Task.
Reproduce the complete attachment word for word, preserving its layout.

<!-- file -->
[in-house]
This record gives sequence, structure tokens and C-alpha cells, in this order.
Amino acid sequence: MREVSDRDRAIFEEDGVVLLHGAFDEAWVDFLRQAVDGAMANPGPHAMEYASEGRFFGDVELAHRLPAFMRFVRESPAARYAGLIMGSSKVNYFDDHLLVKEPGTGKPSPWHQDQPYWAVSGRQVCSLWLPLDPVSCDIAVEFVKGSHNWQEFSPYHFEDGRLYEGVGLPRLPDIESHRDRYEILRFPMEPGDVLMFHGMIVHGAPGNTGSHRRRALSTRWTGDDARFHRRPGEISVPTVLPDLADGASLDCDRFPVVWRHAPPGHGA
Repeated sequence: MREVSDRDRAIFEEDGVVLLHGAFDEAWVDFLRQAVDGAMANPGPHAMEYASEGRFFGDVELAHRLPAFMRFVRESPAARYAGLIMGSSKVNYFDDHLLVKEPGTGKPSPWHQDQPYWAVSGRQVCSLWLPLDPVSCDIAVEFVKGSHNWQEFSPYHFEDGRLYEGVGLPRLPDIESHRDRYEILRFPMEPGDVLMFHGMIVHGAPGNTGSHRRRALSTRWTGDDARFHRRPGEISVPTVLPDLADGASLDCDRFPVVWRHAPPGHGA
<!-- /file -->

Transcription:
[in-house]
This record gives sequence, structure tokens and C-alpha cells, in this order.
Amino acid sequence: MREVSDRDRAIFEEDGVVLLHGAFDEAWVDFLRQAVDGAMANPGPHAMEYASEGRFFGDVELAHRLPAFMRFVRESPAARYAGLIMGSSKVNYFDDHLLVKEPGTGKPSPWHQDQPYWAVSGRQVCSLWLPLDPVSCDIAVEFVKGSHNWQEFSPYHFEDGRLYEGVGLPRLPDIESHRDRYEILRFPMEPGDVLMFHGMIVHGAPGNTGSHRRRALSTRWTGDDARFHRRPGEISVPTVLPDLADGASLDCDRFPVVWRHAPPGHGA
Repeated sequence: MREVSDRDRAIFEEDGVVLLHGAFDEAWVDFLRQAVDGAMANPGPHAMEYASEGRFFGDVELAHRLPAFMRFVRESPAARYAGLIMGSSKVNYFDDHLLVKEPGTGKPSPWHQDQPYWAVSGRQVCSLWLPLDPVSCDIAVEFVKGSHNWQEFSPYHFEDGRLYEGVGLPRLPDIESHRDRYEILRFPMEPGDVLMFHGMIVHGAPGNTGSHRRRALSTRWTGDDARFHRRPGEISVPTVLPDLADGASLDCDRFPVVWRHAPPGHGA